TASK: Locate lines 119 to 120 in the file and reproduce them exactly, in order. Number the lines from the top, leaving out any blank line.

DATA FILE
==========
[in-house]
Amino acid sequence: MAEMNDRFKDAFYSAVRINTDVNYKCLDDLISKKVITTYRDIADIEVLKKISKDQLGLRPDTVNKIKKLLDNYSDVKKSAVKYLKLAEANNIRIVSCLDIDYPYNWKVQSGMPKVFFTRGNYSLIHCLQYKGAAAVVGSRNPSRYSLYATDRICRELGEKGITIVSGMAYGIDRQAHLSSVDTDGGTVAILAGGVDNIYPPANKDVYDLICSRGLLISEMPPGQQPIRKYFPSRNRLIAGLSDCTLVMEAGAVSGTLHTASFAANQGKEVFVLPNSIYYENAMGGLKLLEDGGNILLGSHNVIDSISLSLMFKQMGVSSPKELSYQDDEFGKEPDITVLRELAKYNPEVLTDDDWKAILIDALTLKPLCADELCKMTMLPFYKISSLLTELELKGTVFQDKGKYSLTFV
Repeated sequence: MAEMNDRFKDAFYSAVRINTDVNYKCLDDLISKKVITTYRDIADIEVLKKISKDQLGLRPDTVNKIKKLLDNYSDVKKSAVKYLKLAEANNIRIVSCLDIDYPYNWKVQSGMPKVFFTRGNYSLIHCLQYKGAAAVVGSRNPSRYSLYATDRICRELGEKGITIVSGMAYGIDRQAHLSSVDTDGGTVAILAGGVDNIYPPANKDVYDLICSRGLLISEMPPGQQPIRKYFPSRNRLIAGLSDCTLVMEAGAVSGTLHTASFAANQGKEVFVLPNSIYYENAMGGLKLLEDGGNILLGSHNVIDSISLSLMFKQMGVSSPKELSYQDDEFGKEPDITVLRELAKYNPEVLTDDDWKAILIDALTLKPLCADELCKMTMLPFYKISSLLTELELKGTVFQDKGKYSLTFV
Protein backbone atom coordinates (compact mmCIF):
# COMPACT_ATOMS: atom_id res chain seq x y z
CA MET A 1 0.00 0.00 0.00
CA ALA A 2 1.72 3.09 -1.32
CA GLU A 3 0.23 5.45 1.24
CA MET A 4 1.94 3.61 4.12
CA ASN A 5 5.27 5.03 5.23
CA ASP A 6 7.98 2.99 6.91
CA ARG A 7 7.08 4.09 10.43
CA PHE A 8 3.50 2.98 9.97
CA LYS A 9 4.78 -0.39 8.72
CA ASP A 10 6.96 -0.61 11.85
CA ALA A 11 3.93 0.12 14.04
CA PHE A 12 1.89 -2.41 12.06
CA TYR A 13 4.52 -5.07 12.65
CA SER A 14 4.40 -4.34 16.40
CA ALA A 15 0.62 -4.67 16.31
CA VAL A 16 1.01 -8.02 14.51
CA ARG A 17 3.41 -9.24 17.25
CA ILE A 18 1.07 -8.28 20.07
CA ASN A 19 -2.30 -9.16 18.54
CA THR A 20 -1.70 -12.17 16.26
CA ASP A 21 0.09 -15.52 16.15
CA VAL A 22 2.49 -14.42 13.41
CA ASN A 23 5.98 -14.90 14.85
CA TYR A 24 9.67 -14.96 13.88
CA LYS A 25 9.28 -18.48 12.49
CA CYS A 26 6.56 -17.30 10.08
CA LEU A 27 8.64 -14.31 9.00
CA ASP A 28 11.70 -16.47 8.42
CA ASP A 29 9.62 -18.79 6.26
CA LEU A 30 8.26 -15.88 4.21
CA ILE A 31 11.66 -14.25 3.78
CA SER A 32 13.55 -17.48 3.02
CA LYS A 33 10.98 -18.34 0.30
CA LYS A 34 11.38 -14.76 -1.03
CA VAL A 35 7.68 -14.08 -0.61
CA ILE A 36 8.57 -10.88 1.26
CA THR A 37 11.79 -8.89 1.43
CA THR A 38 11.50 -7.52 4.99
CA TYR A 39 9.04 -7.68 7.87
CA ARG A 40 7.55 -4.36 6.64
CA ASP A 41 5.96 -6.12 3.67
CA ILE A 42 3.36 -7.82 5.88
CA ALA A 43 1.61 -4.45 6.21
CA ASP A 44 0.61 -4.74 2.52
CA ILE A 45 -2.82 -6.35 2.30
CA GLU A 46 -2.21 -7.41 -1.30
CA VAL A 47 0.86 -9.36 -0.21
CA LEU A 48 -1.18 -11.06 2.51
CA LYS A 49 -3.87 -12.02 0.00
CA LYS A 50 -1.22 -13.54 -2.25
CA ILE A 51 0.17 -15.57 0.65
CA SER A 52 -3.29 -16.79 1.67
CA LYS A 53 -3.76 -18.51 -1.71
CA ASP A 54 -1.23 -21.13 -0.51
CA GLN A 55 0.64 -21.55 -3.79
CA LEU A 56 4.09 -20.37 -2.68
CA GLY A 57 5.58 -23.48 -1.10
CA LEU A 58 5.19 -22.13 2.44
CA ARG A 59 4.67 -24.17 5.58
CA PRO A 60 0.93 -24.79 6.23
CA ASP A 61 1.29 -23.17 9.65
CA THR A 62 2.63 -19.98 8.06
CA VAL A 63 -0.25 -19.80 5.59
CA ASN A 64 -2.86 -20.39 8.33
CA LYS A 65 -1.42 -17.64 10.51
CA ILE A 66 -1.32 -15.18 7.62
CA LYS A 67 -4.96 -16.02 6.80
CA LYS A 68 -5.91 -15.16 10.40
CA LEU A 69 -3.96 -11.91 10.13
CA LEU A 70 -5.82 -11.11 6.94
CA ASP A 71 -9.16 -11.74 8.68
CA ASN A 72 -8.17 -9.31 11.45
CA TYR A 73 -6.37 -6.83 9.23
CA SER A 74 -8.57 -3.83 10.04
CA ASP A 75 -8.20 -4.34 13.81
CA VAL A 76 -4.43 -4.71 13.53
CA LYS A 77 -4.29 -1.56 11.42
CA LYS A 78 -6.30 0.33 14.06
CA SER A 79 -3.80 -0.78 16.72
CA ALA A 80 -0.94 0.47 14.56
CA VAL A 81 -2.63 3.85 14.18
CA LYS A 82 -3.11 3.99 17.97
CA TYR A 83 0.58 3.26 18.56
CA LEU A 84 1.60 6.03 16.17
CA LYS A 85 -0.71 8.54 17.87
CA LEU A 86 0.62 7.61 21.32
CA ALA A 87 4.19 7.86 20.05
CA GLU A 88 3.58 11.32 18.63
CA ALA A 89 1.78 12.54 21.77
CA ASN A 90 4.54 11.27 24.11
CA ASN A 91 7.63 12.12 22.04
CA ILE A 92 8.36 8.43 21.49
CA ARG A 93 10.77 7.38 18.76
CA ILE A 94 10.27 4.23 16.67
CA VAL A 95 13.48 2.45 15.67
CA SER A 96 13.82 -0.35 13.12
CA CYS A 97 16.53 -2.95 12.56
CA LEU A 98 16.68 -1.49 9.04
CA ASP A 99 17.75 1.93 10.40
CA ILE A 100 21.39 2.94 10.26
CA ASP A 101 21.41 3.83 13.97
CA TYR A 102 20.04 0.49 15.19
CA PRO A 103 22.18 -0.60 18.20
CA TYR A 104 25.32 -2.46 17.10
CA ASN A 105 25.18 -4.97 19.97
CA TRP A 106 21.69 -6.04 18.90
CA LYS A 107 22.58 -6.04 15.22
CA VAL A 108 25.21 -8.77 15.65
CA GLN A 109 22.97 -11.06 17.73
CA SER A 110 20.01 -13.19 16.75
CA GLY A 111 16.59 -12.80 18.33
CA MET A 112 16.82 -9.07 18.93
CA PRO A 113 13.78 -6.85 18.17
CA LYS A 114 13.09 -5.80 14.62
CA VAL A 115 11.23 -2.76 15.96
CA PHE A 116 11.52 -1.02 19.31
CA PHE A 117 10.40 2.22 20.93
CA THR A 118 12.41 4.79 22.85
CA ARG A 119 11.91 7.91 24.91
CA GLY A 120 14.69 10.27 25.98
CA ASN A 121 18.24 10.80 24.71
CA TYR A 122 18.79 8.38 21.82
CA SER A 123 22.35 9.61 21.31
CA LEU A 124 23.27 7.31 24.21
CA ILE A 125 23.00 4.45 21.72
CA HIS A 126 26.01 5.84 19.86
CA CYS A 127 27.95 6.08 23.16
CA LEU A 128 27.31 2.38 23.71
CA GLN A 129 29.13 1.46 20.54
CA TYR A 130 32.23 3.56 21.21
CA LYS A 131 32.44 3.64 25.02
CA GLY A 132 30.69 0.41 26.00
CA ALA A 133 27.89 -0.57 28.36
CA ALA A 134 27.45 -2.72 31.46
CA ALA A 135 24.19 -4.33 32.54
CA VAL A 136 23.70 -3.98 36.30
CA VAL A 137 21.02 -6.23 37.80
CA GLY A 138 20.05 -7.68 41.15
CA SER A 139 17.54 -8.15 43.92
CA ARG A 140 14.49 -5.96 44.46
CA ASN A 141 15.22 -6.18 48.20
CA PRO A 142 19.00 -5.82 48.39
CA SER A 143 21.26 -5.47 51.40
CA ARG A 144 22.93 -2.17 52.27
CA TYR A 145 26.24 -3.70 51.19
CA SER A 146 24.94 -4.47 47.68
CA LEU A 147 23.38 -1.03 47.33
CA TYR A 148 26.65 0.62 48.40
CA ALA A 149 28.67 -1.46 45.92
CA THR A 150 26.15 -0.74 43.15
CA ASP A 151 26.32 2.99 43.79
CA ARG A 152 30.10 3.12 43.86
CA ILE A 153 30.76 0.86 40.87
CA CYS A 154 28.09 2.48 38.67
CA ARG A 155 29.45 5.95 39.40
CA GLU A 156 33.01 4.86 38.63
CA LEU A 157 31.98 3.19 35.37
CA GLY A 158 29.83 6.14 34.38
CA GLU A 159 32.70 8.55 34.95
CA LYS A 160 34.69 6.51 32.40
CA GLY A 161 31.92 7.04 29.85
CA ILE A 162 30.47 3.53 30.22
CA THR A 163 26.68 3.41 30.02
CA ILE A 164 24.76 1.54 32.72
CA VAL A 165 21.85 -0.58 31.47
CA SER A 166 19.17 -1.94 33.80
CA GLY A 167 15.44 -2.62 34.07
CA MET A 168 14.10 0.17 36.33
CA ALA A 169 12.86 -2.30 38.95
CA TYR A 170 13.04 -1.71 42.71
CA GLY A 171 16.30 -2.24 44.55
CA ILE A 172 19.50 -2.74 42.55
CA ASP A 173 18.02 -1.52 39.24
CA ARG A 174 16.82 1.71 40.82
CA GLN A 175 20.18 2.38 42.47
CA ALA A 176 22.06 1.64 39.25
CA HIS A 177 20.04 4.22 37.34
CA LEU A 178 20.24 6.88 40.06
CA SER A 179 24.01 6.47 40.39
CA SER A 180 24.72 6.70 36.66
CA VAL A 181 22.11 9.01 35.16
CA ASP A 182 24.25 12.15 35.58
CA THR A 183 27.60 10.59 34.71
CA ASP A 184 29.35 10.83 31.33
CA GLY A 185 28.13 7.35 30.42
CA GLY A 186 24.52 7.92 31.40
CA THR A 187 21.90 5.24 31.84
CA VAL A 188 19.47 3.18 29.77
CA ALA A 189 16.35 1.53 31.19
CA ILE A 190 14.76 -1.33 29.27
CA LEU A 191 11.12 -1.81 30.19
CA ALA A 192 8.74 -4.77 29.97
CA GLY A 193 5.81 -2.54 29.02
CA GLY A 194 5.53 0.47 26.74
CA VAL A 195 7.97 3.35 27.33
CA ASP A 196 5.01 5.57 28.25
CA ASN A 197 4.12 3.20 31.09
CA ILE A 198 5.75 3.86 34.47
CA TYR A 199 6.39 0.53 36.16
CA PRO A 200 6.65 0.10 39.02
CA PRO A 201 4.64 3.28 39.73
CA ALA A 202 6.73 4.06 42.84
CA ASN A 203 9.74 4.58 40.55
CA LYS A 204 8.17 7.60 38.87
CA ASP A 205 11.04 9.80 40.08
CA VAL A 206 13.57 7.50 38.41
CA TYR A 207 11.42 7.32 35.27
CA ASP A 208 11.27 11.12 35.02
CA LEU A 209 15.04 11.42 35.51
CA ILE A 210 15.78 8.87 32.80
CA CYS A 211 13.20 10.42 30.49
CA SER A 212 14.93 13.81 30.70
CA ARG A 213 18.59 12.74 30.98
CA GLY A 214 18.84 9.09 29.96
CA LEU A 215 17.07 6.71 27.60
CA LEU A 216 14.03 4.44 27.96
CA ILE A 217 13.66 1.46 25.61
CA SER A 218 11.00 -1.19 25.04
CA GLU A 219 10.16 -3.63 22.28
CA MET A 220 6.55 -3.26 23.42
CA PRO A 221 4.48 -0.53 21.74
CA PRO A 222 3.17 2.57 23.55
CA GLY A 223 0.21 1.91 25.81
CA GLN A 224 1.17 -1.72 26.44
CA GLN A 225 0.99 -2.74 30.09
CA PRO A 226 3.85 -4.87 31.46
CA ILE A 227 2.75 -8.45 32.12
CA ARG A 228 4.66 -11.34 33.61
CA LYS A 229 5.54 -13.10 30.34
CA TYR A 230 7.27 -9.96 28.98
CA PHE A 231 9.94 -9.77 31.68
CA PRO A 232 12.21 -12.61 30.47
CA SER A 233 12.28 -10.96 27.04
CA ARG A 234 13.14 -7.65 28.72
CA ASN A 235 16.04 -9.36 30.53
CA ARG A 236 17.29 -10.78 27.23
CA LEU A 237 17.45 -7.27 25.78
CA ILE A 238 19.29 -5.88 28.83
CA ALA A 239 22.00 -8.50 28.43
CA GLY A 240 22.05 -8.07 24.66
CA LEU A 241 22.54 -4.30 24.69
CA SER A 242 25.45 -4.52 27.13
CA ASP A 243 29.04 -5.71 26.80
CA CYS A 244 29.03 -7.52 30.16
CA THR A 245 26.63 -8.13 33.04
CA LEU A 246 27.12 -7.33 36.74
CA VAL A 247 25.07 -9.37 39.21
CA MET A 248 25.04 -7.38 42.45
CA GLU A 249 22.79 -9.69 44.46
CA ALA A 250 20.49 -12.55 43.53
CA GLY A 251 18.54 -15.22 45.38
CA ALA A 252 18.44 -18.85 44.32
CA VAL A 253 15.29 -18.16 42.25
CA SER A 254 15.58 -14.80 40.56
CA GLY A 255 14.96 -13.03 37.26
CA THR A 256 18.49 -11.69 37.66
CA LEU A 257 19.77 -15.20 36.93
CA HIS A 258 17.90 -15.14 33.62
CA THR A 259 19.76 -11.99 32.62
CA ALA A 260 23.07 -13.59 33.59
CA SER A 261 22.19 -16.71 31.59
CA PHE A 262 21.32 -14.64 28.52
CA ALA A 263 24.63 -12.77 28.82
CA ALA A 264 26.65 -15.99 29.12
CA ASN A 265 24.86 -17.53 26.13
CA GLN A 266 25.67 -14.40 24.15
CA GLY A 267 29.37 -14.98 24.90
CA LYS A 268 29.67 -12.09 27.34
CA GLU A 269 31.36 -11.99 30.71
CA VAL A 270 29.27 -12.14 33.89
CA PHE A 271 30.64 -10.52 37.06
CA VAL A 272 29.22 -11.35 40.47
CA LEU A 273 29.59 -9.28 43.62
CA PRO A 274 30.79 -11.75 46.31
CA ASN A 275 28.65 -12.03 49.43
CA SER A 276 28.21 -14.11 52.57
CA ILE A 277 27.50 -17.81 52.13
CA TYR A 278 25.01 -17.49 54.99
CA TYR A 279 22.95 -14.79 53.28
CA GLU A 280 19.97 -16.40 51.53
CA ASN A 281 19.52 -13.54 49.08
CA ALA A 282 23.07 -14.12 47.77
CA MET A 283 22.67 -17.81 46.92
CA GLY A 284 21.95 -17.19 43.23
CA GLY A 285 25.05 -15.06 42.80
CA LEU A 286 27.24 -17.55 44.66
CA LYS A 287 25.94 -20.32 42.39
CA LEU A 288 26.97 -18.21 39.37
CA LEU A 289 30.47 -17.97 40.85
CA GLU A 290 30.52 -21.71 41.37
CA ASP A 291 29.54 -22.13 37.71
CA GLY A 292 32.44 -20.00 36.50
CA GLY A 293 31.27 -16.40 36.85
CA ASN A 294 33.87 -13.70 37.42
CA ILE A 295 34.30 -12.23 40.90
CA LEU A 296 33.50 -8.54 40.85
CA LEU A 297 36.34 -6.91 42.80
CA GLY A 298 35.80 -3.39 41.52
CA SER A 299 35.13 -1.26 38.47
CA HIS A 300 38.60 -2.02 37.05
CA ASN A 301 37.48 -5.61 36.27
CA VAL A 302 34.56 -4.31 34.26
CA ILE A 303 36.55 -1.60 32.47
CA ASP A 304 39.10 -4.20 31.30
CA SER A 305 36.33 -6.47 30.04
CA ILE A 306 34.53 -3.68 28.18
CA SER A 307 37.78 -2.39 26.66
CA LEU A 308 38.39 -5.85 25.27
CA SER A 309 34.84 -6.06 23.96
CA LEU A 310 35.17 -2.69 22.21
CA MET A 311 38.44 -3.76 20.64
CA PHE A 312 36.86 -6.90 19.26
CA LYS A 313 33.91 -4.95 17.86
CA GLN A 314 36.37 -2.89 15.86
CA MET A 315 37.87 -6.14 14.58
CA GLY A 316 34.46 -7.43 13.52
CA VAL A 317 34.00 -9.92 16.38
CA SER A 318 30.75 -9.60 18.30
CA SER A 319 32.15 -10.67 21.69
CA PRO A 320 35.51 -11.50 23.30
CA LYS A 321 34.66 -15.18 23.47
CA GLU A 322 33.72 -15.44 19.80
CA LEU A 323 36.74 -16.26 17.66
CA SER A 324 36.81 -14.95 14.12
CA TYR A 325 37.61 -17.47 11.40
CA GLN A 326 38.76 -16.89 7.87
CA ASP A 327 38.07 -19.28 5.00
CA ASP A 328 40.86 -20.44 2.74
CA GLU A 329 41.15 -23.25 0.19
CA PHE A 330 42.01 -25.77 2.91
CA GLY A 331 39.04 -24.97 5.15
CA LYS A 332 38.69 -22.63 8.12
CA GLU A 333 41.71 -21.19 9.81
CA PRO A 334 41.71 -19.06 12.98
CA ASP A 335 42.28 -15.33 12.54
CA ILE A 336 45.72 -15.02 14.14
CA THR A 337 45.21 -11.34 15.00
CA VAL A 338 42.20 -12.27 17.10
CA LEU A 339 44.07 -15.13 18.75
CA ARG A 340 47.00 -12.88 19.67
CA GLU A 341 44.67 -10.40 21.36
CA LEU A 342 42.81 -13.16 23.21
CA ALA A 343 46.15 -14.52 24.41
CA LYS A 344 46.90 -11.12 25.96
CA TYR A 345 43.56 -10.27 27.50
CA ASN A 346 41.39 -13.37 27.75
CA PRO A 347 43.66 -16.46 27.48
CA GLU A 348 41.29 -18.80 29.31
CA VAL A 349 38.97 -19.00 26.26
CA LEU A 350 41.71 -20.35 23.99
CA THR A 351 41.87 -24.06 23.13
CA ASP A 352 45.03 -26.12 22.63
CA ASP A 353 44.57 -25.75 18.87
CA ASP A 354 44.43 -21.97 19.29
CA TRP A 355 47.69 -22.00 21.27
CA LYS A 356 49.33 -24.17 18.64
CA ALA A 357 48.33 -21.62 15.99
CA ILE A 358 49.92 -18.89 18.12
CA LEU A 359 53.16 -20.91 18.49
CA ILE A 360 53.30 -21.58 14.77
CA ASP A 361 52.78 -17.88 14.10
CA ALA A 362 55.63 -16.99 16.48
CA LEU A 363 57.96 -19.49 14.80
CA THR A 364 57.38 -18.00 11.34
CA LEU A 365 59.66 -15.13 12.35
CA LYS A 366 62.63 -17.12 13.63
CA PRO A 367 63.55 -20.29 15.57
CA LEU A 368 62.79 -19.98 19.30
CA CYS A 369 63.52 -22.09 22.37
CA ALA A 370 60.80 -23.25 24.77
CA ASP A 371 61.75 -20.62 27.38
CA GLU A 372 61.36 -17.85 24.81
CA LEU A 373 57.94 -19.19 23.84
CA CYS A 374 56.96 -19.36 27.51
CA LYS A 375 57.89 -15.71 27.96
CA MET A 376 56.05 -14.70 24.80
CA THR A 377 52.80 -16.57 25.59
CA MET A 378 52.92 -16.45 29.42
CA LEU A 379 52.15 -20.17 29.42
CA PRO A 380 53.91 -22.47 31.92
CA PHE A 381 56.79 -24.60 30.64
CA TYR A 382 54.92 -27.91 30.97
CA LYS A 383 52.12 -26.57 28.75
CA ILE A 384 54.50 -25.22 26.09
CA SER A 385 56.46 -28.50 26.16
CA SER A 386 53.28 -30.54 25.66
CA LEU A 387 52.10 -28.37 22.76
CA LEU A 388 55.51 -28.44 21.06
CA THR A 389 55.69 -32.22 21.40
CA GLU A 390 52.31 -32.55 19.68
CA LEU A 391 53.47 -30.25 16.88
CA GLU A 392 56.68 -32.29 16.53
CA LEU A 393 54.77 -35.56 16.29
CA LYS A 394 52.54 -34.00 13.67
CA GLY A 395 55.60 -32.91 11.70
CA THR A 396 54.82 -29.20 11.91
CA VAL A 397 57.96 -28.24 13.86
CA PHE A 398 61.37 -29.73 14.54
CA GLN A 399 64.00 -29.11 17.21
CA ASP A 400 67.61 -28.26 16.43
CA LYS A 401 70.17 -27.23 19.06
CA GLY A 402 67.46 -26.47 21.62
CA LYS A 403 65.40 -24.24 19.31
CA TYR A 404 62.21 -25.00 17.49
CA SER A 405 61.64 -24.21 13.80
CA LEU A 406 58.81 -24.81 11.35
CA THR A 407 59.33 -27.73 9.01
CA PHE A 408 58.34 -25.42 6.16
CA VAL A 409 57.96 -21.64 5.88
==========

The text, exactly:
CA LYS A 114 13.09 -5.80 14.62
CA VAL A 115 11.23 -2.76 15.96